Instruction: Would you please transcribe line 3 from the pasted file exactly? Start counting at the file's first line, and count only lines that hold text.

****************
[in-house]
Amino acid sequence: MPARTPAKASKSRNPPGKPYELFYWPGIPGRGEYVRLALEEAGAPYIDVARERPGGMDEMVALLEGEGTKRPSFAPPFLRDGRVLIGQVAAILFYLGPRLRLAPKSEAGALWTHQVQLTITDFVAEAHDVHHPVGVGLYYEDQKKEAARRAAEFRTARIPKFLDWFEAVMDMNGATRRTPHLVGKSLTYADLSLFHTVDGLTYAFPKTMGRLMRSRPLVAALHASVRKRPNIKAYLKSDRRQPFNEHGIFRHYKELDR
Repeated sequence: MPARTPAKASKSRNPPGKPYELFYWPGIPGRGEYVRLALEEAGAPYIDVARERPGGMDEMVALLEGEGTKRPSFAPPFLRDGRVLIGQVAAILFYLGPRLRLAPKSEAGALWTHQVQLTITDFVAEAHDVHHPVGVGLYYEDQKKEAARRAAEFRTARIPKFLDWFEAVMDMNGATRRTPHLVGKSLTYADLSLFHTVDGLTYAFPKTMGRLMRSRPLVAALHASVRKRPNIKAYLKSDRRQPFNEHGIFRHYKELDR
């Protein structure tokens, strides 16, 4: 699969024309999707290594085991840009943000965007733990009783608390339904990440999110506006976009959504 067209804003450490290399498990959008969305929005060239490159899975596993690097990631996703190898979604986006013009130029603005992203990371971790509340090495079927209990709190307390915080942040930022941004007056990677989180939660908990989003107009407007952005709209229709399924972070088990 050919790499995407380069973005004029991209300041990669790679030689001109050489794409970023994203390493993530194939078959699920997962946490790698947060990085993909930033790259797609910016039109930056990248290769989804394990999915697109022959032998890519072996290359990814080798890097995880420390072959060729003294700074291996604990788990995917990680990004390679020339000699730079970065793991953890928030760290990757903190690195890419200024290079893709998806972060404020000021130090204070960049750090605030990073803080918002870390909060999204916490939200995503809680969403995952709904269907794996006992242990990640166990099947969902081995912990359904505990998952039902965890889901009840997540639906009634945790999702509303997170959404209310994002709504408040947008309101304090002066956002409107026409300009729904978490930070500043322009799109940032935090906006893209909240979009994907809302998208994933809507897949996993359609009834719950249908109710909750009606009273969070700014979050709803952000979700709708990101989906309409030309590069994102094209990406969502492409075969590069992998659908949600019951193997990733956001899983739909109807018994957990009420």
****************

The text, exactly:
Repeated sequence: MPARTPAKASKSRNPPGKPYELFYWPGIPGRGEYVRLALEEAGAPYIDVARERPGGMDEMVALLEGEGTKRPSFAPPFLRDGRVLIGQVAAILFYLGPRLRLAPKSEAGALWTHQVQLTITDFVAEAHDVHHPVGVGLYYEDQKKEAARRAAEFRTARIPKFLDWFEAVMDMNGATRRTPHLVGKSLTYADLSLFHTVDGLTYAFPKTMGRLMRSRPLVAALHASVRKRPNIKAYLKSDRRQPFNEHGIFRHYKELDR